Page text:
In general, I always say that the number one rule of food styling is wet is beautiful. Wetness makes highlights, highlights make contrast, and contrast makes a dynamic image. Try adding a little extra brine if the oyster is dry, try tilting the shell in different ways to see how the light plays off it, try using matte props so the oyster is the only thing shining.

That said, don’t go coating your oysters with shellac or something just to make them shine. Show some respect to the oyster. Eat it when you’re done. If you’ve done something heinous to the creature just to get an image, it was not worth it. In The Old Days, stylists used to use shoe polish and Maggi seasoning to make barely cooked turkeys look roasted and bronzed. Or Poligrip to glue sandwiches together. Or they would stuff apple pies with mashed potatoes and paper towels to make them look full and “abundant.” All that food ended up in the garbage when the shoot was over. Which seems to me like the height of human stupidity.

What was your favorite oyster staging for The Essential Oyster and why?

Hmm…all of them? Can I say that? It really was a dream project to work on. When we pitched the idea for the images to Bloomsbury, Rowan’s publisher, we had a high-concept idea where we would tie each image to the terroir of its oyster. I’m looking back at my original email from 2015 now and I actually proposed that we would “capture the minerality of a Moonstone by shooting it on a flinty hand-poured concrete slab with Point Judith sand as the substrate.” Needless to say, when the budget and timeline came in, we had to axe the idea of mixing our own concrete. But David Malosh and I did make many of the props ourselves, and the idea of terroir still surfaced in many of the images. The shot of Olympias on weathered copper, for example. I love the metallic flavor of those oysters so we used salt water to develop a patina on those copper sheets.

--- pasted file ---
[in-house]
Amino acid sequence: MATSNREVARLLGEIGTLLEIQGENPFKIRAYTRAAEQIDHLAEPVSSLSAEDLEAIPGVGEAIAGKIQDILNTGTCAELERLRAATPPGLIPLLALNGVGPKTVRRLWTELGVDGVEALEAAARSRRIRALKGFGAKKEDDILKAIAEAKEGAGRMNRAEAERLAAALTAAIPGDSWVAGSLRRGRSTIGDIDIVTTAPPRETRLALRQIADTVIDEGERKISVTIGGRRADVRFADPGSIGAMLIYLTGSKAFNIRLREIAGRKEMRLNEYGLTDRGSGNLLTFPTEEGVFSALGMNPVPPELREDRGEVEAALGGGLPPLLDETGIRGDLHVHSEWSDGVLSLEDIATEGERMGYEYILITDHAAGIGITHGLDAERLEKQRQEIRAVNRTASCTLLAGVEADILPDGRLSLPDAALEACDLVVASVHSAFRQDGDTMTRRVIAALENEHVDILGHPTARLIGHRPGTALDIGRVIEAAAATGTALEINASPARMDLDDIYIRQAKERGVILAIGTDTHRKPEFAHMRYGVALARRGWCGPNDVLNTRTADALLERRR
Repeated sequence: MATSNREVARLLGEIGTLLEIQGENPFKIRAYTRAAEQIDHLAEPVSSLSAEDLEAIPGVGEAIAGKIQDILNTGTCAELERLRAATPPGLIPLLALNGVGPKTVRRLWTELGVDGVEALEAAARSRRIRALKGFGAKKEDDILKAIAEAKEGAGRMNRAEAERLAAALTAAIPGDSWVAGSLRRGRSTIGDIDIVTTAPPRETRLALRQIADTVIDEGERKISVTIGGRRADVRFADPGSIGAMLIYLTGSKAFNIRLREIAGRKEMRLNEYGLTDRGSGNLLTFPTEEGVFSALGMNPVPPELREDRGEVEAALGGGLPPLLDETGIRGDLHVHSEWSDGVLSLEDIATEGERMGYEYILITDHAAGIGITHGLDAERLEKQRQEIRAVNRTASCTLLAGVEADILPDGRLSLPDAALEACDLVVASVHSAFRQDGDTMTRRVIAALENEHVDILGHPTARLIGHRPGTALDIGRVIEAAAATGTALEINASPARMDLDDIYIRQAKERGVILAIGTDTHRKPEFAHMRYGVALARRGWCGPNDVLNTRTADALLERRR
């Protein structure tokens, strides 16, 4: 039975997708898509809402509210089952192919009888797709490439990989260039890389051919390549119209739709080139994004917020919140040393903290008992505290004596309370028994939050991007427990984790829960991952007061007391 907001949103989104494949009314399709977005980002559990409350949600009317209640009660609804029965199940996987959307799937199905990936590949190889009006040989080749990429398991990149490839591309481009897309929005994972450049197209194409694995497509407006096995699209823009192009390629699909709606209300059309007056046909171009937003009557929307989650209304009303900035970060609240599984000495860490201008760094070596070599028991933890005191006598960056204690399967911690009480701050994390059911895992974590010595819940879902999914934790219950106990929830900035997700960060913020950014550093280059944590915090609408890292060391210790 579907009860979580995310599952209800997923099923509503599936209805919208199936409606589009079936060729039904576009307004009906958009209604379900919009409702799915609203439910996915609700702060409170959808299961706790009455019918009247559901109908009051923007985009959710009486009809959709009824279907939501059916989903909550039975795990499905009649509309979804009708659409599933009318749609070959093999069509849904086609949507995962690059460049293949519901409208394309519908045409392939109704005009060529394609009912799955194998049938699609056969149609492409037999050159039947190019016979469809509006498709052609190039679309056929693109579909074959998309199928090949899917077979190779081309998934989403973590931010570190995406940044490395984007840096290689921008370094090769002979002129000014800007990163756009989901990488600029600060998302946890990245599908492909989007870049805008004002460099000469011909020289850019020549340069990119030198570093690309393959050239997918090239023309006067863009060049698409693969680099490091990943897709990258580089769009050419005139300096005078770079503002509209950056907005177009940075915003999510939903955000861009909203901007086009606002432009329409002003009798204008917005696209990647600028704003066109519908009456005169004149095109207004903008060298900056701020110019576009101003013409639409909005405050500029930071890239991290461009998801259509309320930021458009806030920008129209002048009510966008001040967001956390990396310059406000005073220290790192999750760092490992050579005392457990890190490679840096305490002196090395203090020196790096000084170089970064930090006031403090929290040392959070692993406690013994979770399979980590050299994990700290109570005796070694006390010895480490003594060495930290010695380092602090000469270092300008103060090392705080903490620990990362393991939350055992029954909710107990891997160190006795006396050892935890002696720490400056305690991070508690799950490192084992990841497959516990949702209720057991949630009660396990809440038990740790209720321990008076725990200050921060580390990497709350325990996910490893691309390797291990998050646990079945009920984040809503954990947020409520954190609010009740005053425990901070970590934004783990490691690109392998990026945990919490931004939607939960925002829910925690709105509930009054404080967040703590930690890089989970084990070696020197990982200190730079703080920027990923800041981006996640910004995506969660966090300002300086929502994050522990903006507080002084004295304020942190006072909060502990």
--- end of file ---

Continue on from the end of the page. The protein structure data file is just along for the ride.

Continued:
If I had to pick an absolute favorite, I’d say it has to be the spread of Hama Hama oysters. The wood and moss came from the forest that looms over the tidal flats on the James family land where they grow their oysters. It’s one of the most beautiful places to get lost; it looks like the Forest Moon of Endor. You half-expect an ewok to come down a trail with an oyster knife. To me, images are beautiful when they fix a transitory moment in the eternal, and that shot will always be my secret doorway to that place.

Every oyster in the book is shucked flawlessly. Was it a conscious decision to open each one carefully and precisely? How do you feel when you see a magazine spread today that features massacred oysters? What would you say to the people responsible?

Oh, it was definitely my intention to open each one carefully and precisely…but anyone’s who’s shucked a few oysters knows that the road to (s)hell is paved with good intentions. Some of the shells crumbled in my hands, some of the meats turned out thin and listless, some beautiful rare oysters nearly met their end when they got trapped on FedEx truck and I had to drive to Queens to rescue them from certain death in a 110-degree warehouse. Just a few of the many reasons why you always want to procure a few extras if you can.